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Minnesota and New England favored to meet in Superbowl

With the 2017-2018 NFL playoffs starting this weekend, we’ll whittle down the 12 remaining teams into the four teams that will advance into the NFL’s division rounds, and take on the four teams who secured first-round byes in the playoffs.

But isn’t the goal of the playoffs to determine the two teams that will be playing in the Super Bowl? So why not take a look ahead to the early favorites for Super Bowl LII?

Here’s our predictions for who will win each conference:

AFC: New England Patriots

This really shouldn’t come as a surprise to anyone. Given that the New England Patriots have homefield advantage throughout the playoffs, any other team in the AFC with aspirations of making it to the Super Bowl has to go into Foxborough and beat Bill Belichick and Tom Brady in Gillette Stadium. That’s a lot easier said than done; since 2001, the New England Patriots are 17-3 in home playoff games. They haven’t lost a home playoff game in six years, and their average margin of victory in home playoff games in that span is over 17 points.

Fans of opposing teams will point to the fact that the Patriots were actually ranked 30th in the NFL in passing yards allowed per game, and 20th in rushing yards allowed. That’s all well and good, but even with those less-than-stellar statistical rankings, they were still among the top five defenses in fewest points allowed per game.

So even if you do think the Patriots are more vulnerable than some of the teams that’ve trotted out in the past, ask yourself an honest question: who do you really trust in the AFC to beat them? Pittsburgh is the obvious answer, but Ben Roethlisberger isn’t nearly the quarterback he used to be, Antonio Brown very likely won’t be fully recovered from his calf injury, and the Steelers defense suffered a major hit with the loss of linebacker Ryan Shazier. In other words: the #1 contender to the Patriots title doesn’t appear to be a significant threat.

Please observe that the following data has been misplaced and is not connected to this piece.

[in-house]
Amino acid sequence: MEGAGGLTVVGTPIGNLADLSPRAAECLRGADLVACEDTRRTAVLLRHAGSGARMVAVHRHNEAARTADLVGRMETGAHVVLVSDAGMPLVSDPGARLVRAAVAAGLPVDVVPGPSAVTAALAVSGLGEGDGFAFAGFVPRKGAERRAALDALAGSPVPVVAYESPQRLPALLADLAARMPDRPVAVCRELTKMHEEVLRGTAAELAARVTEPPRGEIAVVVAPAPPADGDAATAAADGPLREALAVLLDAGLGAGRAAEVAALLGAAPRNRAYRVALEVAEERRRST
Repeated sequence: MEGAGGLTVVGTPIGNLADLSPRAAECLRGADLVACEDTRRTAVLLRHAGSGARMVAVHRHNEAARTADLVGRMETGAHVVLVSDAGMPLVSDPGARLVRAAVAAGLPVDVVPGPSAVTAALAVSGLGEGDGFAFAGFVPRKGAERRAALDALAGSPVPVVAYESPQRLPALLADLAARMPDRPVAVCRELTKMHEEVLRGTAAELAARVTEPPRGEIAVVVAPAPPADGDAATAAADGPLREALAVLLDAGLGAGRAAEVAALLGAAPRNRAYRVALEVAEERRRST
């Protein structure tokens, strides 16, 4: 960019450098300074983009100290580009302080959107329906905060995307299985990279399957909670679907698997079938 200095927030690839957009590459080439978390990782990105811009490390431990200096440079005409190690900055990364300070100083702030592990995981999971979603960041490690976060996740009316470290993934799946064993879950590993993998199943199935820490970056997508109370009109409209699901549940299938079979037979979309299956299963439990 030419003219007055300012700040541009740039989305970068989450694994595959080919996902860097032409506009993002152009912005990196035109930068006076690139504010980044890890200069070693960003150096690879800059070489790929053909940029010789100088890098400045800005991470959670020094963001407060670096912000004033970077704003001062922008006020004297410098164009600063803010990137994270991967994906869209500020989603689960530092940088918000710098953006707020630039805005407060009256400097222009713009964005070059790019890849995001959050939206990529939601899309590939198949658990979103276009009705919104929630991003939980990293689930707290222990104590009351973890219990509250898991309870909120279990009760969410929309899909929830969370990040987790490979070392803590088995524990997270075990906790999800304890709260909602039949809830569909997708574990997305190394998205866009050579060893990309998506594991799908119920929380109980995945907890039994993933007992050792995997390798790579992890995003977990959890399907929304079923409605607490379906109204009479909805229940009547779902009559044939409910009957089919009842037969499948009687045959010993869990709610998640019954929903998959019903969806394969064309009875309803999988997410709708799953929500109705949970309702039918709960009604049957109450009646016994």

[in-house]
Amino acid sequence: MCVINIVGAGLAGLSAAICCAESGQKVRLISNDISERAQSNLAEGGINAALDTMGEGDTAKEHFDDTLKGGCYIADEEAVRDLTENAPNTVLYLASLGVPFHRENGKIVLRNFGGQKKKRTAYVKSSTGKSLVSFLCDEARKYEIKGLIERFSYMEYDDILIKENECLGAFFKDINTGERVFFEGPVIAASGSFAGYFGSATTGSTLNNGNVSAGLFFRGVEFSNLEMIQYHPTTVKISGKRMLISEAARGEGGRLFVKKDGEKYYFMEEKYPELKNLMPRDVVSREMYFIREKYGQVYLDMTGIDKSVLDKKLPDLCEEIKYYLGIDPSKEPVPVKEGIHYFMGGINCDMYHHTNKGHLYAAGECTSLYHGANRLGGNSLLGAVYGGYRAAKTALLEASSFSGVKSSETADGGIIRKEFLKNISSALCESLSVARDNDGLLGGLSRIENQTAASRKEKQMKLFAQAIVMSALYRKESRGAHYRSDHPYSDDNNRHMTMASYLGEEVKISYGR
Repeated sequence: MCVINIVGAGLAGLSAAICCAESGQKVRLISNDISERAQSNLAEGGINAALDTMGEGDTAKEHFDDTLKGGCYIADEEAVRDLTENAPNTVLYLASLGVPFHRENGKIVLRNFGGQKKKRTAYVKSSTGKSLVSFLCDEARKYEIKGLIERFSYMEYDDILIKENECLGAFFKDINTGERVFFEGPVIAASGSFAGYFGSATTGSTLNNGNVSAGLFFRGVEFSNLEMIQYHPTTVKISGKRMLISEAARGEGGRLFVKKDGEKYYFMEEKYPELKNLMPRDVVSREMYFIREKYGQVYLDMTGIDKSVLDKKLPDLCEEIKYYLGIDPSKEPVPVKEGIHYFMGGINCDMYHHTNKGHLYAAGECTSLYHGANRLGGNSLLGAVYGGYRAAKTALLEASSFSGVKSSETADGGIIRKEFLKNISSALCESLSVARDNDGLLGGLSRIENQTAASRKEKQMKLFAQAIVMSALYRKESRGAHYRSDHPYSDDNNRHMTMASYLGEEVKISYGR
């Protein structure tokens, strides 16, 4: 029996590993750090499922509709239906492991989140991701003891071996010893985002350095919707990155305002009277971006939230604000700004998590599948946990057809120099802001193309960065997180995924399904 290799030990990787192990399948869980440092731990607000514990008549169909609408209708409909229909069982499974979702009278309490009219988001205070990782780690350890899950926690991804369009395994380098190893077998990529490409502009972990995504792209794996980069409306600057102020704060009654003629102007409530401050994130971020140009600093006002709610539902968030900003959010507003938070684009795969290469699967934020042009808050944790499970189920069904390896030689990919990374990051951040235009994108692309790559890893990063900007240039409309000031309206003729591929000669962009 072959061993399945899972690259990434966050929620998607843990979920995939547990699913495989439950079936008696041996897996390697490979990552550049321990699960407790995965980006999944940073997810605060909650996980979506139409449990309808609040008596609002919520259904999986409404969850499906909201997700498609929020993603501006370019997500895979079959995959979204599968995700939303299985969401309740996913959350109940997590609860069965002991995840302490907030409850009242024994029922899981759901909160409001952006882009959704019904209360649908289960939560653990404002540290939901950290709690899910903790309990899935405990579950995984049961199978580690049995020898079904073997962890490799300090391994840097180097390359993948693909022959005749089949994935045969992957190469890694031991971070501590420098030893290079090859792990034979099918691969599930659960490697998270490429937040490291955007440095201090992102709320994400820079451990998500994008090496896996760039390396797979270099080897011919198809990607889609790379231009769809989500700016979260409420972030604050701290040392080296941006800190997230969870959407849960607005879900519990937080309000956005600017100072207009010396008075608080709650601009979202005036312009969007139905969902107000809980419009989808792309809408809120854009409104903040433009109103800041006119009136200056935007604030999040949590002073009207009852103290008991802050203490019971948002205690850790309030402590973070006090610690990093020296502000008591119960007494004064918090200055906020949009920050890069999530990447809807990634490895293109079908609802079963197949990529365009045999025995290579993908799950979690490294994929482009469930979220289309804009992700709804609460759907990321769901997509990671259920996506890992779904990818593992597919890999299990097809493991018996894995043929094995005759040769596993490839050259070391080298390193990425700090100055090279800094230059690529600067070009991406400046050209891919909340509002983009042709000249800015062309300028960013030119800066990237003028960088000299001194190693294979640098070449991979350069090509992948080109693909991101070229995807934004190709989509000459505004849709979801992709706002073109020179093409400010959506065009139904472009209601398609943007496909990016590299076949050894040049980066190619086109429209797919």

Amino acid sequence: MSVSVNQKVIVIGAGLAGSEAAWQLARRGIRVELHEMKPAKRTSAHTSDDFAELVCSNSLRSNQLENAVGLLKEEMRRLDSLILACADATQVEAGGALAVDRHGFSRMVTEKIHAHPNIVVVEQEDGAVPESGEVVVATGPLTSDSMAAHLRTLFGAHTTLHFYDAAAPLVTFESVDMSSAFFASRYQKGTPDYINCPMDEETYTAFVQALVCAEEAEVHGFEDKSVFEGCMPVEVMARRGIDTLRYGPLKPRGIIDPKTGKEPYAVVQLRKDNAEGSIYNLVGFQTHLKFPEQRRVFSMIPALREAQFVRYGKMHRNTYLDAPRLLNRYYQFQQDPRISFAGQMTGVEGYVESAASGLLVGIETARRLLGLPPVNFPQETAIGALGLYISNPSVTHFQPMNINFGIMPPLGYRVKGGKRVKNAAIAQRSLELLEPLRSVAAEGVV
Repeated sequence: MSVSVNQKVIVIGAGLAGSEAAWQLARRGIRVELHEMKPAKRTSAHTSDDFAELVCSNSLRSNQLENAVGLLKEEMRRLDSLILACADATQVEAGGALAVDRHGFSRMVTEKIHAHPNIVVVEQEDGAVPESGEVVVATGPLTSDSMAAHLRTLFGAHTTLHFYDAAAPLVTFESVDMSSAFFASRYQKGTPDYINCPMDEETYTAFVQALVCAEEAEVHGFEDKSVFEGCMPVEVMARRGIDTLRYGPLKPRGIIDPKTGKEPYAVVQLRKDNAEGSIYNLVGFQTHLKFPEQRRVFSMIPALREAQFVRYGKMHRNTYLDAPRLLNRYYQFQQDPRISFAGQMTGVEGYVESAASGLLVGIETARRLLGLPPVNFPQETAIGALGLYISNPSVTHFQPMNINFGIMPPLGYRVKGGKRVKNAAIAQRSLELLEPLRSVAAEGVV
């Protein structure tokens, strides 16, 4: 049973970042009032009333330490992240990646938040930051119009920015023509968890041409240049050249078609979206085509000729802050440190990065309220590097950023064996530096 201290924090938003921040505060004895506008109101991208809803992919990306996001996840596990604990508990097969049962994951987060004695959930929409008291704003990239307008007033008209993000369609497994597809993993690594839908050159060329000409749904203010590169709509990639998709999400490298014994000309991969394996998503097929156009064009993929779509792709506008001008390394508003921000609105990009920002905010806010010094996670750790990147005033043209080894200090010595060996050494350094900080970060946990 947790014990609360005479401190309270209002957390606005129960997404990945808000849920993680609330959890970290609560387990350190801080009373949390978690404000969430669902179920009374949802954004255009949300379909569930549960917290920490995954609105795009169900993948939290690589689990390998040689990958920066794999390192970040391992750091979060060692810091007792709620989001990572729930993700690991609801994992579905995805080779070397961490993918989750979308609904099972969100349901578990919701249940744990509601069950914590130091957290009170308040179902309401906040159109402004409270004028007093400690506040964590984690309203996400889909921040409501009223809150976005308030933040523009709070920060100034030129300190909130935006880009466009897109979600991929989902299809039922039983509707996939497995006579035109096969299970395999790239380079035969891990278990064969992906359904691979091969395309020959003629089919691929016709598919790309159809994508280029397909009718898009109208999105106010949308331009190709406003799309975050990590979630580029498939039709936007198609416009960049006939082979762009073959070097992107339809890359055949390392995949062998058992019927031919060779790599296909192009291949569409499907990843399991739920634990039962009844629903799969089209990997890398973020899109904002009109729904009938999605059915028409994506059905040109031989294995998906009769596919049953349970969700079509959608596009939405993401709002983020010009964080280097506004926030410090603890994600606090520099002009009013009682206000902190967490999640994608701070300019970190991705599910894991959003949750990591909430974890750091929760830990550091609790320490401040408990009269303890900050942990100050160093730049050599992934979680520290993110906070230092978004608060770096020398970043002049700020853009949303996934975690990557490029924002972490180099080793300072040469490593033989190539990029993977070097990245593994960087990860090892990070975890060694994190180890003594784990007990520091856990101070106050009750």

Beyond Pittsburgh? Jacksonville is a fascinating team with scary defensive potential, but do you really trust Blake Bortles to beat Tom Brady in a quarterback duel? Kansas City handily beat New England in Week 1 of the regular season, but don’t you think Belichick would have the Patriots raring to avenge one of their most lopsided losses in recent memory? And as far as the Buffalo Bills or Tennessee Titans? Not a snowball’s chance in hell.

The AFC remains the Patriots’ conference, and everyone else is playing for second place.

NFC: The Minnesota Vikings

The moment it was revealed that quarterback Carson Wentz of the Philadelphia Eagles had torn his ACL and would be out for the remainder of the year, the Minnesota Vikings became not only the favorites to emerge out of the NFC playoff picture, but to become the first team in NFL history to make the Super Bowl when it’s being played in their home stadium.

Of course, there’s a lot more intrigue in the NFC playoff picture than there is in that of the AFC. Even without Wentz, the Eagles are still a very formidable team, especially given their front seven on defense. The offensive ingenuity and firepower of the Los Angeles Rams, combined with a tremendous defense that gets somewhat overlooked, makes them a dangerous dark horse. There were stretches of the season where the New Orleans Saints looked like one of the best teams in the entire NFL, thanks to their offensive balance plus drastic improvements to their defense.

But mostly on account of the fact that they really don’t have any “household names” on their team, most people simply don’t realize just how good the Minnesota Vikings were this season. They’re the only team in the NFL to finish in the top three defensively in passing yards allowed (#2) and rushing yards allowed (#2) per game; those totals made them the #1 overall defense, in terms of fewest yards allowed per game. Between October 2nd through today, the Vikings have lost a total of one game.
On the other side of the ball, it’s easy to see why offensive coordinator Pat Shurmur is now getting a lot of consideration around the league for head coaching positions. He took Case Keenum, who was essentially typecast as a journeyman backup quarterback, and helped him become best quarterbacks in the game this year; Keenum’s 67.6% completion percentage was second best in the NFL this year, and his 98.3 passer rating was 8th best.

In other words: Minnesota already has a championship-caliber defense, and now has an offense that it can rely on as well. They’re the most balanced team in the NFC, and even though they don’t have homefield advantage throughout, they’ll be the ones defending the right to play in the Super Bowl taking place in their own stadium.

Article by Rajan Nanavati with NFL Artificial Intelligence.

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